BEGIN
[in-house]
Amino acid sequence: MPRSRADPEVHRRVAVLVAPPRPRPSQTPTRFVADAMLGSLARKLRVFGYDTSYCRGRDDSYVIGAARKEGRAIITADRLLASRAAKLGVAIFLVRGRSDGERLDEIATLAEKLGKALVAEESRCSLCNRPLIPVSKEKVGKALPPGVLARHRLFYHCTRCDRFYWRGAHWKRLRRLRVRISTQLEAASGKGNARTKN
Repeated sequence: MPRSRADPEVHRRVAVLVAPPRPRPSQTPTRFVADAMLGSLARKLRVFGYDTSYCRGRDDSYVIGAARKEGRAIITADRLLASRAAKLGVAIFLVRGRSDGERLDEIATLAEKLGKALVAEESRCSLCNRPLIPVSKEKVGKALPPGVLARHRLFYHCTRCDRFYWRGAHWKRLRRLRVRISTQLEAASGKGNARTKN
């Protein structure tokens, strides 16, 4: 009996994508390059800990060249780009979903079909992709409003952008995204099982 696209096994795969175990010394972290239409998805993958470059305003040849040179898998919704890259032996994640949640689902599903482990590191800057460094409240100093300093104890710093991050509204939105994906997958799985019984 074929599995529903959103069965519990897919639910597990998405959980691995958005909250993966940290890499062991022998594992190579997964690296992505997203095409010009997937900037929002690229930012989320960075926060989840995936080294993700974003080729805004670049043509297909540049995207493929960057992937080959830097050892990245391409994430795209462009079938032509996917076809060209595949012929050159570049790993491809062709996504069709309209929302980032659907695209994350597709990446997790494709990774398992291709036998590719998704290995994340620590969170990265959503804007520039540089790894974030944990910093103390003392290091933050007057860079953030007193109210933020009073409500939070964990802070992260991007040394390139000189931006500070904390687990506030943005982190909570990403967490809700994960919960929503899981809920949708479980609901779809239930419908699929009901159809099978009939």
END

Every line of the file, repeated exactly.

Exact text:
[in-house]
Amino acid sequence: MPRSRADPEVHRRVAVLVAPPRPRPSQTPTRFVADAMLGSLARKLRVFGYDTSYCRGRDDSYVIGAARKEGRAIITADRLLASRAAKLGVAIFLVRGRSDGERLDEIATLAEKLGKALVAEESRCSLCNRPLIPVSKEKVGKALPPGVLARHRLFYHCTRCDRFYWRGAHWKRLRRLRVRISTQLEAASGKGNARTKN
Repeated sequence: MPRSRADPEVHRRVAVLVAPPRPRPSQTPTRFVADAMLGSLARKLRVFGYDTSYCRGRDDSYVIGAARKEGRAIITADRLLASRAAKLGVAIFLVRGRSDGERLDEIATLAEKLGKALVAEESRCSLCNRPLIPVSKEKVGKALPPGVLARHRLFYHCTRCDRFYWRGAHWKRLRRLRVRISTQLEAASGKGNARTKN
């Protein structure tokens, strides 16, 4: 009996994508390059800990060249780009979903079909992709409003952008995204099982 696209096994795969175990010394972290239409998805993958470059305003040849040179898998919704890259032996994640949640689902599903482990590191800057460094409240100093300093104890710093991050509204939105994906997958799985019984 074929599995529903959103069965519990897919639910597990998405959980691995958005909250993966940290890499062991022998594992190579997964690296992505997203095409010009997937900037929002690229930012989320960075926060989840995936080294993700974003080729805004670049043509297909540049995207493929960057992937080959830097050892990245391409994430795209462009079938032509996917076809060209595949012929050159570049790993491809062709996504069709309209929302980032659907695209994350597709990446997790494709990774398992291709036998590719998704290995994340620590969170990265959503804007520039540089790894974030944990910093103390003392290091933050007057860079953030007193109210933020009073409500939070964990802070992260991007040394390139000189931006500070904390687990506030943005982190909570990403967490809700994960919960929503899981809920949708479980609901779809239930419908699929009901159809099978009939």